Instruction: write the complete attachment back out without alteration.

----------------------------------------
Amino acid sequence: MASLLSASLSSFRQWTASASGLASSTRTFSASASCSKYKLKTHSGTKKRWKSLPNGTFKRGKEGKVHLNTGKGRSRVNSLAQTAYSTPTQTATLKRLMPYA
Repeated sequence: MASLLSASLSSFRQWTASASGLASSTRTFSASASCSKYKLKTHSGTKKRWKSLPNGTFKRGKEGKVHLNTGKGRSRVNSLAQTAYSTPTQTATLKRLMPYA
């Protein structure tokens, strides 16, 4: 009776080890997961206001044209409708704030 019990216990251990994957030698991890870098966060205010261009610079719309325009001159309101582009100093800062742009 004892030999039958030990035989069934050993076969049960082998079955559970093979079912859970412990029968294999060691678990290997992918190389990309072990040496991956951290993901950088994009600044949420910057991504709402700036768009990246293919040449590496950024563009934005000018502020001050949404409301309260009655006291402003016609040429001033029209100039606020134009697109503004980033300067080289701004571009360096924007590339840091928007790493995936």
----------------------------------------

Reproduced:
Amino acid sequence: MASLLSASLSSFRQWTASASGLASSTRTFSASASCSKYKLKTHSGTKKRWKSLPNGTFKRGKEGKVHLNTGKGRSRVNSLAQTAYSTPTQTATLKRLMPYA
Repeated sequence: MASLLSASLSSFRQWTASASGLASSTRTFSASASCSKYKLKTHSGTKKRWKSLPNGTFKRGKEGKVHLNTGKGRSRVNSLAQTAYSTPTQTATLKRLMPYA
């Protein structure tokens, strides 16, 4: 009776080890997961206001044209409708704030 019990216990251990994957030698991890870098966060205010261009610079719309325009001159309101582009100093800062742009 004892030999039958030990035989069934050993076969049960082998079955559970093979079912859970412990029968294999060691678990290997992918190389990309072990040496991956951290993901950088994009600044949420910057991504709402700036768009990246293919040449590496950024563009934005000018502020001050949404409301309260009655006291402003016609040429001033029209100039606020134009697109503004980033300067080289701004571009360096924007590339840091928007790493995936």